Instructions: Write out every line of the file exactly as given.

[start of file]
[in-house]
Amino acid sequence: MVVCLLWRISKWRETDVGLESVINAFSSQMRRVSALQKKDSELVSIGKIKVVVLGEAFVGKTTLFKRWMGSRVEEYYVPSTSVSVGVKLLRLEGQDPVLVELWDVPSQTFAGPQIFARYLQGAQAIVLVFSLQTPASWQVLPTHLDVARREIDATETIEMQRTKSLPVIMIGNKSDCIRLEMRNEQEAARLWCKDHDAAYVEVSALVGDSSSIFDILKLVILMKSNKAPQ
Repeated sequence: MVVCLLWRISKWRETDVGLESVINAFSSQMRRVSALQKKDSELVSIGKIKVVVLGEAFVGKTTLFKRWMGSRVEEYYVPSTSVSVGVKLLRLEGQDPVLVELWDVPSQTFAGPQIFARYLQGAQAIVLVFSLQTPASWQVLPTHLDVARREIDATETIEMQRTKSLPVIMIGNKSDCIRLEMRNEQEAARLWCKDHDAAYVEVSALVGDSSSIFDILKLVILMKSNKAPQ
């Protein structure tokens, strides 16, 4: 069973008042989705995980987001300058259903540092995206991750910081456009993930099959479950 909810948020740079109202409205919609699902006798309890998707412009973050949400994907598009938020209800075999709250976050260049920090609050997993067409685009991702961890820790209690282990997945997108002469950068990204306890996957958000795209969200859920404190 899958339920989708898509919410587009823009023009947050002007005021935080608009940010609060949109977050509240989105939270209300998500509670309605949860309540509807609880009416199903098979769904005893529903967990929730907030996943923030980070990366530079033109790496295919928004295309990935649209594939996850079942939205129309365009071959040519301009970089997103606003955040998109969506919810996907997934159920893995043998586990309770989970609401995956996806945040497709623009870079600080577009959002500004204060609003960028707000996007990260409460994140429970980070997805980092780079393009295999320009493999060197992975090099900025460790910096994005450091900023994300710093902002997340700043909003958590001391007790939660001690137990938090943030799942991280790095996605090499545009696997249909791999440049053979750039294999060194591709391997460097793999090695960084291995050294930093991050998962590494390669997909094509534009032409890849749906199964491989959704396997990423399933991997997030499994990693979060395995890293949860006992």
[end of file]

[in-house]
Amino acid sequence: MVVCLLWRISKWRETDVGLESVINAFSSQMRRVSALQKKDSELVSIGKIKVVVLGEAFVGKTTLFKRWMGSRVEEYYVPSTSVSVGVKLLRLEGQDPVLVELWDVPSQTFAGPQIFARYLQGAQAIVLVFSLQTPASWQVLPTHLDVARREIDATETIEMQRTKSLPVIMIGNKSDCIRLEMRNEQEAARLWCKDHDAAYVEVSALVGDSSSIFDILKLVILMKSNKAPQ
Repeated sequence: MVVCLLWRISKWRETDVGLESVINAFSSQMRRVSALQKKDSELVSIGKIKVVVLGEAFVGKTTLFKRWMGSRVEEYYVPSTSVSVGVKLLRLEGQDPVLVELWDVPSQTFAGPQIFARYLQGAQAIVLVFSLQTPASWQVLPTHLDVARREIDATETIEMQRTKSLPVIMIGNKSDCIRLEMRNEQEAARLWCKDHDAAYVEVSALVGDSSSIFDILKLVILMKSNKAPQ
């Protein structure tokens, strides 16, 4: 069973008042989705995980987001300058259903540092995206991750910081456009993930099959479950 909810948020740079109202409205919609699902006798309890998707412009973050949400994907598009938020209800075999709250976050260049920090609050997993067409685009991702961890820790209690282990997945997108002469950068990204306890996957958000795209969200859920404190 899958339920989708898509919410587009823009023009947050002007005021935080608009940010609060949109977050509240989105939270209300998500509670309605949860309540509807609880009416199903098979769904005893529903967990929730907030996943923030980070990366530079033109790496295919928004295309990935649209594939996850079942939205129309365009071959040519301009970089997103606003955040998109969506919810996907997934159920893995043998586990309770989970609401995956996806945040497709623009870079600080577009959002500004204060609003960028707000996007990260409460994140429970980070997805980092780079393009295999320009493999060197992975090099900025460790910096994005450091900023994300710093902002997340700043909003958590001391007790939660001690137990938090943030799942991280790095996605090499545009696997249909791999440049053979750039294999060194591709391997460097793999090695960084291995050294930093991050998962590494390669997909094509534009032409890849749906199964491989959704396997990423399933991997997030499994990693979060395995890293949860006992």